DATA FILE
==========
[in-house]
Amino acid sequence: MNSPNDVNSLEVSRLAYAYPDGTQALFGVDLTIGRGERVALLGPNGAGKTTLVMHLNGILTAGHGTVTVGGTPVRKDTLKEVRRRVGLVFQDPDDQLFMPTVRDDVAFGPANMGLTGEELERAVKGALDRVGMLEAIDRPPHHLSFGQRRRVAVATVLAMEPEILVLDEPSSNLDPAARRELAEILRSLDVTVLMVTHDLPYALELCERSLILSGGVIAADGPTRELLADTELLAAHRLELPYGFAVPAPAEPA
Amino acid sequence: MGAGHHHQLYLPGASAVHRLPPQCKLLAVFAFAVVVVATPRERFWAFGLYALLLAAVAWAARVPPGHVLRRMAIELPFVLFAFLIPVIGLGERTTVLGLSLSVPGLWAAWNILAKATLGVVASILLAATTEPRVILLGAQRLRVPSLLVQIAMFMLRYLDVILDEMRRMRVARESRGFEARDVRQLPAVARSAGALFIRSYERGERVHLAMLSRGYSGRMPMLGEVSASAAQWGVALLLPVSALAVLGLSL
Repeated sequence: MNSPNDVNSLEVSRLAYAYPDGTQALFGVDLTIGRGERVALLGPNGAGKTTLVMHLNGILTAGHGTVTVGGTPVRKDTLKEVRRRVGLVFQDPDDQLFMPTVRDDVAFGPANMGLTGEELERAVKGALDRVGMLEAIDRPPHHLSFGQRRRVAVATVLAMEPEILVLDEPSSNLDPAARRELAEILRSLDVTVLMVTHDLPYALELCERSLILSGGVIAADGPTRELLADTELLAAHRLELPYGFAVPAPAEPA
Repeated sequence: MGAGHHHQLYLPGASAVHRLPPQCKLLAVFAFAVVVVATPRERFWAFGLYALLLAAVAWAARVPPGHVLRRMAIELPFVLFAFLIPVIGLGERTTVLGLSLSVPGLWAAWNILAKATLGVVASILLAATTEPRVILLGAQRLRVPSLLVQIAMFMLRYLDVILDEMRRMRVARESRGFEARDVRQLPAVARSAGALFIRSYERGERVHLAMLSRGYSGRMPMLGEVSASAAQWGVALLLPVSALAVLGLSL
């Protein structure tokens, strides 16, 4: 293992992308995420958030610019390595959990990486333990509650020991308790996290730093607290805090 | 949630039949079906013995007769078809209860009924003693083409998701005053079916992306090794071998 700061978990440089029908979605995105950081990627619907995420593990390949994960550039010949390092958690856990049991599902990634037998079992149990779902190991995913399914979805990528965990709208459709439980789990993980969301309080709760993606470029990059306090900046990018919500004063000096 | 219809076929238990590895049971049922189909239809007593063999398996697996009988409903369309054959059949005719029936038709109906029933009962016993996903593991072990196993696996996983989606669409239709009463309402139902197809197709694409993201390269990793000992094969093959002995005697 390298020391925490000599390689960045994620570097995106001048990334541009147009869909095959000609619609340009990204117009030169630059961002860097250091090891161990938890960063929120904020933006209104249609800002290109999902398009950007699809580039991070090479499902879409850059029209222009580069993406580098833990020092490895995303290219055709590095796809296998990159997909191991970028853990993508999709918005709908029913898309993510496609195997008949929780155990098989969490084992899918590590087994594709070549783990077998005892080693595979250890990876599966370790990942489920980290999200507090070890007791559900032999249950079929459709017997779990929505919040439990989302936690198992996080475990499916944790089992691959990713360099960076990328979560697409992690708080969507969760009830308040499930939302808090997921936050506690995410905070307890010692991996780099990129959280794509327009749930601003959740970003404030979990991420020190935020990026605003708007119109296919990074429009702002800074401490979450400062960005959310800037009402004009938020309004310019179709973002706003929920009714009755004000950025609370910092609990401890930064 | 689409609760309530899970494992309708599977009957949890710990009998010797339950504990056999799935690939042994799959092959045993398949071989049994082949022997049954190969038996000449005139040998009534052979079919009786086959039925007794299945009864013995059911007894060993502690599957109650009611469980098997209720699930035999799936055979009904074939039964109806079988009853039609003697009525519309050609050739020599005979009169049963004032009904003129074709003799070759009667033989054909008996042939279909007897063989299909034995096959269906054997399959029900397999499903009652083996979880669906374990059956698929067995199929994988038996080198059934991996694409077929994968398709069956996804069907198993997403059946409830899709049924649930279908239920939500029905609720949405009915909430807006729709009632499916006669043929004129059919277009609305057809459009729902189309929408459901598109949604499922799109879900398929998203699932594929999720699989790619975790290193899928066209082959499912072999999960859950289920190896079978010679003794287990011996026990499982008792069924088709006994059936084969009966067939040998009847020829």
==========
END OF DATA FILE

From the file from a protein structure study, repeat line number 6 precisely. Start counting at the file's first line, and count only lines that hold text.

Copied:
């Protein structure tokens, strides 16, 4: 293992992308995420958030610019390595959990990486333990509650020991308790996290730093607290805090 | 949630039949079906013995007769078809209860009924003693083409998701005053079916992306090794071998 700061978990440089029908979605995105950081990627619907995420593990390949994960550039010949390092958690856990049991599902990634037998079992149990779902190991995913399914979805990528965990709208459709439980789990993980969301309080709760993606470029990059306090900046990018919500004063000096 | 219809076929238990590895049971049922189909239809007593063999398996697996009988409903369309054959059949005719029936038709109906029933009962016993996903593991072990196993696996996983989606669409239709009463309402139902197809197709694409993201390269990793000992094969093959002995005697 390298020391925490000599390689960045994620570097995106001048990334541009147009869909095959000609619609340009990204117009030169630059961002860097250091090891161990938890960063929120904020933006209104249609800002290109999902398009950007699809580039991070090479499902879409850059029209222009580069993406580098833990020092490895995303290219055709590095796809296998990159997909191991970028853990993508999709918005709908029913898309993510496609195997008949929780155990098989969490084992899918590590087994594709070549783990077998005892080693595979250890990876599966370790990942489920980290999200507090070890007791559900032999249950079929459709017997779990929505919040439990989302936690198992996080475990499916944790089992691959990713360099960076990328979560697409992690708080969507969760009830308040499930939302808090997921936050506690995410905070307890010692991996780099990129959280794509327009749930601003959740970003404030979990991420020190935020990026605003708007119109296919990074429009702002800074401490979450400062960005959310800037009402004009938020309004310019179709973002706003929920009714009755004000950025609370910092609990401890930064 | 689409609760309530899970494992309708599977009957949890710990009998010797339950504990056999799935690939042994799959092959045993398949071989049994082949022997049954190969038996000449005139040998009534052979079919009786086959039925007794299945009864013995059911007894060993502690599957109650009611469980098997209720699930035999799936055979009904074939039964109806079988009853039609003697009525519309050609050739020599005979009169049963004032009904003129074709003799070759009667033989054909008996042939279909007897063989299909034995096959269906054997399959029900397999499903009652083996979880669906374990059956698929067995199929994988038996080198059934991996694409077929994968398709069956996804069907198993997403059946409830899709049924649930279908239920939500029905609720949405009915909430807006729709009632499916006669043929004129059919277009609305057809459009729902189309929408459901598109949604499922799109879900398929998203699932594929999720699989790619975790290193899928066209082959499912072999999960859950289920190896079978010679003794287990011996026990499982008792069924088709006994059936084969009966067939040998009847020829």